Let’s take an example that shows all these distortions. Certain teaching methodologies emphasize a combination of gesture, speech, and listening. While such a combination makes sense, it is taken to extremes by Whole Brain Teaching, a rapid call-and-response pedagogical method that employs teacher-class and student-student dialogue in alternation. At the teacher’s command, students turn to their partners and “teach” a concept, speaking about it and making gestures that the partner mimics exactly. Watch the lesson on Aristotle’s “Four Causes,” and you may end up dizzy and bewildered; why would anyone choose to teach Aristotle in such a loud and frenzied manner?

The research page of the Whole Brain Teaching website had little research to offer a few months ago. Now it points to a few sources, including a Scientific American article that, according to the WBT website,  describes “research supporting Whole Brain Teaching’s view that gestures are central to learning.” Here’s an instance of vague language (distortion d). Few would deny that gestures are helpful in teaching and learning. This does not mean that we should embrace compulsory, frenetic gesturing in the classroom, or that research supports it.

What does the Scientific American article say, in fact? There’s too much to take apart here, but this passage caught my eye: “Previous research has shown”—eek, research has shown!— “that students who are asked to gesture while talking about math problems are better at learning how to do them. This is true whether the students are told what gestures to make, or whether the gestures are spontaneous.” This looks like an instance of exaggerating the implications of research (distortion c); let’s take a look.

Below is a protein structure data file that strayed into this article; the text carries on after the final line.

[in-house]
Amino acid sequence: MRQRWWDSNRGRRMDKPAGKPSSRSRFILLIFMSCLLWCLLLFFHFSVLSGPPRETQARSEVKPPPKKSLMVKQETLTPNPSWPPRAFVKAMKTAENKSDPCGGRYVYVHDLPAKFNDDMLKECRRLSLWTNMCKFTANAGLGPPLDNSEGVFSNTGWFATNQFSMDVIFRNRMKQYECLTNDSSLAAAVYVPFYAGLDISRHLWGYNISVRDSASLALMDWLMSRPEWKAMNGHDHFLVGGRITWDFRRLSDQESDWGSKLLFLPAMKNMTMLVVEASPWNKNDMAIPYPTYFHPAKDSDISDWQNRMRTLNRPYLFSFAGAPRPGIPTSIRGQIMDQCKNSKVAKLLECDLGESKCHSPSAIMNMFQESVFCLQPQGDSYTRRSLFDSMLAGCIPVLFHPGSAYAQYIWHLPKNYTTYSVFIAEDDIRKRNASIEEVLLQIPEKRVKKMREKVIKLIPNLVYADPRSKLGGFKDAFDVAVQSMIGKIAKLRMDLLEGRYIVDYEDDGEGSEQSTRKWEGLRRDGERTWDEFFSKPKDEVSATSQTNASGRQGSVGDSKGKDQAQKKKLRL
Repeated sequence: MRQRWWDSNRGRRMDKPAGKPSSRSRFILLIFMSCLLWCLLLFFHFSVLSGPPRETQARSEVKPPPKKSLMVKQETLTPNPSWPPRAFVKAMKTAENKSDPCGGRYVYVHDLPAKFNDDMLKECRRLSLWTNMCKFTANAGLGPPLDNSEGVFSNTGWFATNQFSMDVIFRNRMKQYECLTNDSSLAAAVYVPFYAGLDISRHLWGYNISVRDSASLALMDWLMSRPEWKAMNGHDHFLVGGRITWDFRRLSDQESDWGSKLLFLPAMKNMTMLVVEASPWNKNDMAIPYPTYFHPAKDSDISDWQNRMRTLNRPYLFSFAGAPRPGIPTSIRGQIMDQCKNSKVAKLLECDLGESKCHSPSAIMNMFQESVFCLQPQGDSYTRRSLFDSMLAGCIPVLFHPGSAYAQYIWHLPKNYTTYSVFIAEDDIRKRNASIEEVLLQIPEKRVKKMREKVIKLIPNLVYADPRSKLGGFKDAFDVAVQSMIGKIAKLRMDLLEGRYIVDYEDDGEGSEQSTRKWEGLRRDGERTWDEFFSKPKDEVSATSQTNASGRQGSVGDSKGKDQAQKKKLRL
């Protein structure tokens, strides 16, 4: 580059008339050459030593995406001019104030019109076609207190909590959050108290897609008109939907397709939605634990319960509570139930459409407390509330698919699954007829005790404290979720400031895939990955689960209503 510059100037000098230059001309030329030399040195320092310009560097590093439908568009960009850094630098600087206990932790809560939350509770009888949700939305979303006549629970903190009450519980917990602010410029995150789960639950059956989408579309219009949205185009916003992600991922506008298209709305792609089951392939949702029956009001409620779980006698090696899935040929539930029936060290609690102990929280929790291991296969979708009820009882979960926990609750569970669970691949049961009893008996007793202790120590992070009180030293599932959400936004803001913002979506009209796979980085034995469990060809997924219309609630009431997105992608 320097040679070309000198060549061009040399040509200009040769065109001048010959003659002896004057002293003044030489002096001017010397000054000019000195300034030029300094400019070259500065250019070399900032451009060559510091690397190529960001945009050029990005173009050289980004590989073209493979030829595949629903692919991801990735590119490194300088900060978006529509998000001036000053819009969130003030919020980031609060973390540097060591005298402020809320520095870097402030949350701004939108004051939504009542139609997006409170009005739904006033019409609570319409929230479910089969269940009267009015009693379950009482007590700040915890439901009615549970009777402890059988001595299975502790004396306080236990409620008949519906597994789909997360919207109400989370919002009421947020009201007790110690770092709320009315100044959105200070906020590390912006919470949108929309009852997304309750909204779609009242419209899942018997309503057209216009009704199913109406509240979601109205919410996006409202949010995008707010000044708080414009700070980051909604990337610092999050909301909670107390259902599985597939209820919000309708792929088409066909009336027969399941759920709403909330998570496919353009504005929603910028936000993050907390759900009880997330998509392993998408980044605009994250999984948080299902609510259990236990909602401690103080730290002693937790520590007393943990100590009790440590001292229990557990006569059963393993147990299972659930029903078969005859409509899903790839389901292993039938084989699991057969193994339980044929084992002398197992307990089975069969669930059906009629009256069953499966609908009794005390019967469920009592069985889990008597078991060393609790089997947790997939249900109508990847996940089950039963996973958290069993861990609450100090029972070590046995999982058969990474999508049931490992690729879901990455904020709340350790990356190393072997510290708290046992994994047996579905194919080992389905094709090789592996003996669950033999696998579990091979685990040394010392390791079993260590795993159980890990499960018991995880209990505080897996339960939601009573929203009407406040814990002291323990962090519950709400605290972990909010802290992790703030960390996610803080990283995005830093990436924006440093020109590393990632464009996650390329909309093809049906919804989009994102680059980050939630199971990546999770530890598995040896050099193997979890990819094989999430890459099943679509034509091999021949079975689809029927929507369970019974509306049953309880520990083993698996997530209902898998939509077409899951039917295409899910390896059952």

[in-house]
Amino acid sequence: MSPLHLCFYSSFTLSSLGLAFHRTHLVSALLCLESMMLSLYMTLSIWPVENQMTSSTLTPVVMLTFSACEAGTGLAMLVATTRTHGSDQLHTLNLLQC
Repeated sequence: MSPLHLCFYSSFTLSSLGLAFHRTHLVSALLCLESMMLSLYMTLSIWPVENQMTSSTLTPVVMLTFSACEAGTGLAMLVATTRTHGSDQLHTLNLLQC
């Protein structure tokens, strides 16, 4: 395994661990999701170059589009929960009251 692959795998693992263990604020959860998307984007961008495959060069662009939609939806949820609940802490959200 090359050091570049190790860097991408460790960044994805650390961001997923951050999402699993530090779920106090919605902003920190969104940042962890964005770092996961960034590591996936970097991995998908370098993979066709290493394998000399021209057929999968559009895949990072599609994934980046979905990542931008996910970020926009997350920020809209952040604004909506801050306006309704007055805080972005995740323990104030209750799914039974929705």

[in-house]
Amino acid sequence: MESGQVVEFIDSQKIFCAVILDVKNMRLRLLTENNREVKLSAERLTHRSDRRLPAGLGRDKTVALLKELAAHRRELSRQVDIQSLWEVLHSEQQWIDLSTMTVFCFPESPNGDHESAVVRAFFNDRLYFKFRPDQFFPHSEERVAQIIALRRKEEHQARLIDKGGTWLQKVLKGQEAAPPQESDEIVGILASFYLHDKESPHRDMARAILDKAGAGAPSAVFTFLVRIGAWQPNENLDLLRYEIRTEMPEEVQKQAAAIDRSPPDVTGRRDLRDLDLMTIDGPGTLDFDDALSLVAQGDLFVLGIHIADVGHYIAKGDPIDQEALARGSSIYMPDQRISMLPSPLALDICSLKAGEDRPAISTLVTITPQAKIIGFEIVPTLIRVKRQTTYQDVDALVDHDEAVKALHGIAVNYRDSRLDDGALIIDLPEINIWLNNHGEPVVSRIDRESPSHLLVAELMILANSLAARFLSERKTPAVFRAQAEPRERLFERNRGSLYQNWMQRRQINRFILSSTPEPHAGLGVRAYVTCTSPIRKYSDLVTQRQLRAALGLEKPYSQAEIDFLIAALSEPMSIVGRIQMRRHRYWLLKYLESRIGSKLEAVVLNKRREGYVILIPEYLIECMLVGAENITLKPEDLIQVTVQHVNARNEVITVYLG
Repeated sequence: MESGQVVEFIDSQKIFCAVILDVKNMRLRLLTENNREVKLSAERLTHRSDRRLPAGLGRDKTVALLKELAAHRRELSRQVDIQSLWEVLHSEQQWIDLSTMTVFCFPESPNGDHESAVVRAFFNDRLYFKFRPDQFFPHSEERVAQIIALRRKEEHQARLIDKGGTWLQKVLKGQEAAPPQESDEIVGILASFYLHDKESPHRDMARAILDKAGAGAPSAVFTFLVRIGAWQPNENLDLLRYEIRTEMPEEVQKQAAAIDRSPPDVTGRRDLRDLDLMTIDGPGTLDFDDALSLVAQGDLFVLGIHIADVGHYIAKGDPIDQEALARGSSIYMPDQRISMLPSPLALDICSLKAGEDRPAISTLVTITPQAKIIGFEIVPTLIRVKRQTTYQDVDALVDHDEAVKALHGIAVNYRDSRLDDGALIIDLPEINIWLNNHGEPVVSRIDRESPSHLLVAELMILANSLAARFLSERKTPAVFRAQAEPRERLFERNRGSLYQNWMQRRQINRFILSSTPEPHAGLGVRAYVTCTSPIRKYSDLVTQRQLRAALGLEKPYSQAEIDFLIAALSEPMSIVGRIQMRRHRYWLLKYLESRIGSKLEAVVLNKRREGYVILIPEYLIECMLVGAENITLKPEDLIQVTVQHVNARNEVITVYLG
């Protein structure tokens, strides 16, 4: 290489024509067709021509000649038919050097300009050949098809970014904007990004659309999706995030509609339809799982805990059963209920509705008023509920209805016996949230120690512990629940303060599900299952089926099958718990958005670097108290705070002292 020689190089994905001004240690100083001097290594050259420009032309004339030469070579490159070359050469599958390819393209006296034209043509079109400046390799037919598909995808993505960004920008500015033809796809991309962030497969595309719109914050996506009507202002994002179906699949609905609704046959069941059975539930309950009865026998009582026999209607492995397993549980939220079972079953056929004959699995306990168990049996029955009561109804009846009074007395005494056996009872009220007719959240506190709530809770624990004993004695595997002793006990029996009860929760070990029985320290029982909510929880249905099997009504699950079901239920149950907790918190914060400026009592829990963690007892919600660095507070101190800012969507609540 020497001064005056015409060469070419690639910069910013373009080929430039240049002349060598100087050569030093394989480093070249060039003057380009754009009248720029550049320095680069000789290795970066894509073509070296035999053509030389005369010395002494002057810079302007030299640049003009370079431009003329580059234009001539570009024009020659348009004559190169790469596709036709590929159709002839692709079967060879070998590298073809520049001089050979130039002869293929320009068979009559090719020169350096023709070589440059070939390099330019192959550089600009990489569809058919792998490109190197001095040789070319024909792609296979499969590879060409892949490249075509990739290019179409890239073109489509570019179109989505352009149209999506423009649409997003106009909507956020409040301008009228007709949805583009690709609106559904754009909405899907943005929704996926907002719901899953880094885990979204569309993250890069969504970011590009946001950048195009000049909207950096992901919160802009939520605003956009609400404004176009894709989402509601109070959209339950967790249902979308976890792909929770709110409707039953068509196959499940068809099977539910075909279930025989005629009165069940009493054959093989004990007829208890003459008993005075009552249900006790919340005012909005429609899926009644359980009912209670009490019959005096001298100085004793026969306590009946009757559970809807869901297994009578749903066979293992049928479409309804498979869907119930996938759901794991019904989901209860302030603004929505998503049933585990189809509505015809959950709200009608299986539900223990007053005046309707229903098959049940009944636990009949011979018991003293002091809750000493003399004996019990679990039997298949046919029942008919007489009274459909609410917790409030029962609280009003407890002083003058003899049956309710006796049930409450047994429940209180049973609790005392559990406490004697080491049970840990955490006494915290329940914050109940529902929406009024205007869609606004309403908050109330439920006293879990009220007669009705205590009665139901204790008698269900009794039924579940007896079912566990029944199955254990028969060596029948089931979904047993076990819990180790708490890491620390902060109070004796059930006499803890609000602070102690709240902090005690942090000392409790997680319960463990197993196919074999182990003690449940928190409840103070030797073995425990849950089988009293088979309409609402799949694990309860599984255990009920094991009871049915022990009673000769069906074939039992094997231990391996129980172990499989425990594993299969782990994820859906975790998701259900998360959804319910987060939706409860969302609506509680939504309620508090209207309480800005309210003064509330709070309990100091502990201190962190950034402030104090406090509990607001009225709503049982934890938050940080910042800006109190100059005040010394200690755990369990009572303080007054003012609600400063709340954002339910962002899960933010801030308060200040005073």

The word “told” in that passage links to the article “Making Children Gesture Brings Out Implicit Knowledge and Leads to Learning” by Sara C. Broaders, Susan Wagner Cook, Zachary Mitchell, and Susan Goldin-Meadow,  published in the Journal of Experimental Psychology, vol. 136, no. 4 (2007), pp. 539–550. The abstract states that children become better at solving math problems when told to make gestures (relevant to the problems) during the process. Specifically, “children who were unable to solve the math problems often added new and correct problem-solving strategies, expressed only in gesture, to their repertoires.” Apparently, this progress persisted: “when these children were given instruction on the math problems later, they were more likely to succeed on the problems than children told not to gesture.” So, wait a second here. They didn’t have a control group? Let’s look at the article itself.